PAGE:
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No More Chances
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" The Student "

    Death is always a difficult issue to accept, especially when it is someone that is close to us like family members or childhood friends. It is even more tragic when that someone dies without salvation. A few weeks ago, I received word that a childhood friend of mine had died (for the sake of privacy we will call him Roger). He was thirty-three years old. Such a young age for the candle of his life to be extinguished. We reflect on this with fear and disbelief. More than that, we face the chilling reality that life is precious. While its' span is unpromising, death has a way of reiterating the certainty of our own demise. That as sure as we are born, we will die. Knowing this, it is incumbent upon us to choose Christ while we are living. Unfortunately, Roger died without every electing the peace and promise accompanied with God's salvation. That night, a despairing thought struck me like lightning, tonight is the first night he will spend in Hell. The first night of an eternity separated from God's peace. For Roger, a demise of everlasting damnation engulfs him. Without hope, without relief . . . no more chances. Imagine, being eternally separated from God's grace. In Luke 16: 23-26, Jesus speaks of the void and torment experienced by the rich man, while comparing it to the peace enjoyed by Lazarus.

St Luke 16:
     23. And in hell he lifted up his eyes, being in torments, and seeth Abraham afar off, and Lazarus in his bosom.
     24. And he cried and said, Father Abraham, have mercy on me, and send Lazarus, that he may dip the tip of his finger in water, and cool my tongue, for I am tormented in this flame
     25. But Abraham said, Son, remember that thou in thy lifetime receivedst thy good things, and likewise Lazarus evil things: but now he is comforted, and though art tormented.
     26. And beside all this, between us and you there is a great gulf fixed: so that they which would pass from hence to you cannot; neither can they pass to us, that would come from thence."

     This story made me think of the many opportunities for salvation Roger turned down. I liken these opportunities to a restaurant that has a huge street-side window in front. As you peer inside, you see a long banquet table with plenty of beautifully carved high-backed chairs, ornate decorations and flawlessly starched white linen. The chairs are marked reserved with a persons name stenciled on the card denoting their reserved place. A servant is placing entrées, steamed vegetables, buttery breads and deserts of every sort imaginable. By the look of this grand spread, you would think a feast was being prepared for some visiting king, president or diplomat. In short, you get the impression that someone special is expected for dinner. Despite a sign above the window that read "Free to all who are hungry - Come as you are," Roger never chose to enter. We will never know his reason for not entering. Maybe he thought a place like that was "too rich for his blood." If only he would have gone inside, he would have discovered that the restaurant catered to clientele such as he, the hungry. Sure, he often passed and sometimes stopped to look inside, especially when he was hungry. The smell of this succulent feast swelled well past the walls within. Often times, the scent of the banquet could be picked up for blocks. Interestingly, the smell had a drawing effect, as good cooking does, especially to hungry people. He as well as others would find themselves drawn to the window yet never opt to go inside or at least inquire out of curiosity. On many occasions, Roger would see people going inside, despite their invitations to accompany them, he would say no and walk away. Once he passed and saw the servant placing reserved name cards at a chair. As he looked, the servant motioned for him to come inside and held up a reserved name card with Roger's name on it. The servant then mouthed the words "this one is for you Roger, please come inside, its free." As the servant began to leave the table and come toward the door, Roger turned and walked away. It appears that Roger was always preoccupied with matters that at the time, seemed more pressing. Curious but not serious, he walked away from the chance of a lifetime. Could it be that at the point of decision, something distracted Roger, urging him to consider it tomorrow. This is a message for we who are living. There is a banquet being prepared, and we are all invited to attend. The Holy Sprit is mobilizing Christians to go out into the highways and hedges and compel mankind to come in.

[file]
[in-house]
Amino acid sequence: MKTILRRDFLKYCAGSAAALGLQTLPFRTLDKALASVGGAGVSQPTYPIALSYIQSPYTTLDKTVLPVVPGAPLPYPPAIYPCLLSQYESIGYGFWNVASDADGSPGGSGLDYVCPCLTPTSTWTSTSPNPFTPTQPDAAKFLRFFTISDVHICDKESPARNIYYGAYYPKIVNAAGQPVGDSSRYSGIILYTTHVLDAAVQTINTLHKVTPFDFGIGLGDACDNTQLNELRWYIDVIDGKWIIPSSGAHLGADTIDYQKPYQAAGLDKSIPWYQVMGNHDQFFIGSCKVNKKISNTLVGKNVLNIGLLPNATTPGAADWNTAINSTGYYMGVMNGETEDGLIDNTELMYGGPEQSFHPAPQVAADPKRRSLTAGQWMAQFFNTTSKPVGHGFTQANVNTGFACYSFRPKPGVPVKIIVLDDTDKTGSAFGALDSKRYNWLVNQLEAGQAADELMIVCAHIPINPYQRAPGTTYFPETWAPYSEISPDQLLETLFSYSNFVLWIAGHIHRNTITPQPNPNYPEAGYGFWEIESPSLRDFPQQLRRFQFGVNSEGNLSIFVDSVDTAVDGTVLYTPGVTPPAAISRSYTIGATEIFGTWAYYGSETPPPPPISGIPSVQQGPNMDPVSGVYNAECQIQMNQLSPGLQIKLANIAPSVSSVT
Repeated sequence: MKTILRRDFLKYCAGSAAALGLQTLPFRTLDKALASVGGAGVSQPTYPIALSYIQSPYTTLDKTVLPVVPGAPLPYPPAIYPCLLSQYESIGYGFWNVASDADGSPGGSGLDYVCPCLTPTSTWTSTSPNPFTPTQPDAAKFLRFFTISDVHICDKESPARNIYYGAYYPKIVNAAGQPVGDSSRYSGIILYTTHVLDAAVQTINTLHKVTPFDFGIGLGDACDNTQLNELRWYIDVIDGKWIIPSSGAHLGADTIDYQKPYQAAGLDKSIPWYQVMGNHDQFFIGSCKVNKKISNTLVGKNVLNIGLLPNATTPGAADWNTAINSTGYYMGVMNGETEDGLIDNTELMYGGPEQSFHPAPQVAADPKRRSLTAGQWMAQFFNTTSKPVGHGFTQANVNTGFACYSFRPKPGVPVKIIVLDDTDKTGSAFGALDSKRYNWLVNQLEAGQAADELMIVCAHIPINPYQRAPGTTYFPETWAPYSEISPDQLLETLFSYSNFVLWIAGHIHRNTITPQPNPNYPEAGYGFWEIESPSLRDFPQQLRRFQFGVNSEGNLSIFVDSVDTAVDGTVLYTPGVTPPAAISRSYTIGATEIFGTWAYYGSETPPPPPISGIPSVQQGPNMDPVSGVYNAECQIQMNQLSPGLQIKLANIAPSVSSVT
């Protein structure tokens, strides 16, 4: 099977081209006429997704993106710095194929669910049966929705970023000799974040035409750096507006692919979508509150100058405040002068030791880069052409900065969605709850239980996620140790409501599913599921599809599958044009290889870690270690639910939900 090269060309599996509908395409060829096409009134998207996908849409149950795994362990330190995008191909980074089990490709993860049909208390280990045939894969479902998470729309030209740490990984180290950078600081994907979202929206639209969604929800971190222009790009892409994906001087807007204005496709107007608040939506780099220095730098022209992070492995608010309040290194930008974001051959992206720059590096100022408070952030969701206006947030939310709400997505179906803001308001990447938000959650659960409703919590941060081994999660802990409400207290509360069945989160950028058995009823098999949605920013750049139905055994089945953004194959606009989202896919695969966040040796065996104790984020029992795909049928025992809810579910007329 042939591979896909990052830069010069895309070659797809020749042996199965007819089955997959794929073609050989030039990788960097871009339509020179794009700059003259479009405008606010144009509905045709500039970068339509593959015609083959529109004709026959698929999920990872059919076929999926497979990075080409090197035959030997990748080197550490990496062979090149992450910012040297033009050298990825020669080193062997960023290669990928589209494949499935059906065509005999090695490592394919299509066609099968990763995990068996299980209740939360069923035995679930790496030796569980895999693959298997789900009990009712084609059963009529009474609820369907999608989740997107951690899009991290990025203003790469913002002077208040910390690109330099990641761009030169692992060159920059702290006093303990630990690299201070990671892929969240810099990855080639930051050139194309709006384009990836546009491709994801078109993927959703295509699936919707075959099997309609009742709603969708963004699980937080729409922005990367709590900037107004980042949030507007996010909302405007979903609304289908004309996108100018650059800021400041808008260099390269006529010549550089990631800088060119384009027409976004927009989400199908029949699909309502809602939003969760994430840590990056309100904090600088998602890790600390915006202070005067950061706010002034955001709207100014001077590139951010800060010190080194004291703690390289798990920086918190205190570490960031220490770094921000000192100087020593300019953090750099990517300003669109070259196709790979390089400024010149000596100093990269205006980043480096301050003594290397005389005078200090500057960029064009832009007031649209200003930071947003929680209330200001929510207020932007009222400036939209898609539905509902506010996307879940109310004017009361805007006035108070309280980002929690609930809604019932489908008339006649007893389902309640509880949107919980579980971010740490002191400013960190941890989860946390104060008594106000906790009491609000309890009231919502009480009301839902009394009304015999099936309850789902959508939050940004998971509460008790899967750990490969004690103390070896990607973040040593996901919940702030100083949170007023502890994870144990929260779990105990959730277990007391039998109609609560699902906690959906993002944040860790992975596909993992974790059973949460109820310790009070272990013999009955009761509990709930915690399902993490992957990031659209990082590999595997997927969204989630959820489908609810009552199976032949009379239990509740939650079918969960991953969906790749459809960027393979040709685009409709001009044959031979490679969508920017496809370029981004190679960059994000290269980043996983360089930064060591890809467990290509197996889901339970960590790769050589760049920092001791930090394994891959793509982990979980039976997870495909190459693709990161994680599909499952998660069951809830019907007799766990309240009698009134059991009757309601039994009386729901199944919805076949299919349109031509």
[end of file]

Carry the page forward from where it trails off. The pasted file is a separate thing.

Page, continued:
Revelation 19:
     9 says "Blessed are they which are called unto the marriage supper of the Lamb."

     Life is too short, and the destiny of our eternity too precious for us to shirk the invitation of salvation. How sad it is for Roger to still be able to see that grand feasting table. Yet a void now exist which denies him access from entering. From his vantage point, gone is the sign that read Free to all who are hungry - Come as you are. It has been replace with a sign that simply reads "Closed." How anguishing the feeling he must be experiencing as he witnesses the servant, who with tears in his eyes, slowly remove Roger's reserved seating card because now he will certainly not to attend. No more chances. If you are reading this story, you still have a chance, choose Christ today.

     Remember for you the sign still reads "Free to all who are hungry - Come as you are."

 Written By

" The Student "


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